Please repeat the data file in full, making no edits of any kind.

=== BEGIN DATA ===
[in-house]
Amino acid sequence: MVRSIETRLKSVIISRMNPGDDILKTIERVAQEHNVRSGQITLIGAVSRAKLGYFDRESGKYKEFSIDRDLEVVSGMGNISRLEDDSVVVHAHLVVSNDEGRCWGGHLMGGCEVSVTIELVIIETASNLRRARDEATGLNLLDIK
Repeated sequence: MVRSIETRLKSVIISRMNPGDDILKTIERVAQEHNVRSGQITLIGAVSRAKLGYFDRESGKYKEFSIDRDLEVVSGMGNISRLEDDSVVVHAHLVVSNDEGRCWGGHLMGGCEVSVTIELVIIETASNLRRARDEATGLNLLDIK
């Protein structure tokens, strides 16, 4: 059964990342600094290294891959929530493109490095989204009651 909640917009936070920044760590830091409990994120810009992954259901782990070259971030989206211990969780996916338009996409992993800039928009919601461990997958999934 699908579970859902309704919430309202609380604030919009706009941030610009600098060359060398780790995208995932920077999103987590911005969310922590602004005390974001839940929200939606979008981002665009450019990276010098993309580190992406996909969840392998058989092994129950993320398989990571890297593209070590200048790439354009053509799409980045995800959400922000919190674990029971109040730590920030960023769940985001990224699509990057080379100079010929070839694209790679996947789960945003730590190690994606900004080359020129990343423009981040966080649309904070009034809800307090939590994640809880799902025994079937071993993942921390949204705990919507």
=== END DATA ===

[in-house]
Amino acid sequence: MVRSIETRLKSVIISRMNPGDDILKTIERVAQEHNVRSGQITLIGAVSRAKLGYFDRESGKYKEFSIDRDLEVVSGMGNISRLEDDSVVVHAHLVVSNDEGRCWGGHLMGGCEVSVTIELVIIETASNLRRARDEATGLNLLDIK
Repeated sequence: MVRSIETRLKSVIISRMNPGDDILKTIERVAQEHNVRSGQITLIGAVSRAKLGYFDRESGKYKEFSIDRDLEVVSGMGNISRLEDDSVVVHAHLVVSNDEGRCWGGHLMGGCEVSVTIELVIIETASNLRRARDEATGLNLLDIK
């Protein structure tokens, strides 16, 4: 059964990342600094290294891959929530493109490095989204009651 909640917009936070920044760590830091409990994120810009992954259901782990070259971030989206211990969780996916338009996409992993800039928009919601461990997958999934 699908579970859902309704919430309202609380604030919009706009941030610009600098060359060398780790995208995932920077999103987590911005969310922590602004005390974001839940929200939606979008981002665009450019990276010098993309580190992406996909969840392998058989092994129950993320398989990571890297593209070590200048790439354009053509799409980045995800959400922000919190674990029971109040730590920030960023769940985001990224699509990057080379100079010929070839694209790679996947789960945003730590190690994606900004080359020129990343423009981040966080649309904070009034809800307090939590994640809880799902025994079937071993993942921390949204705990919507």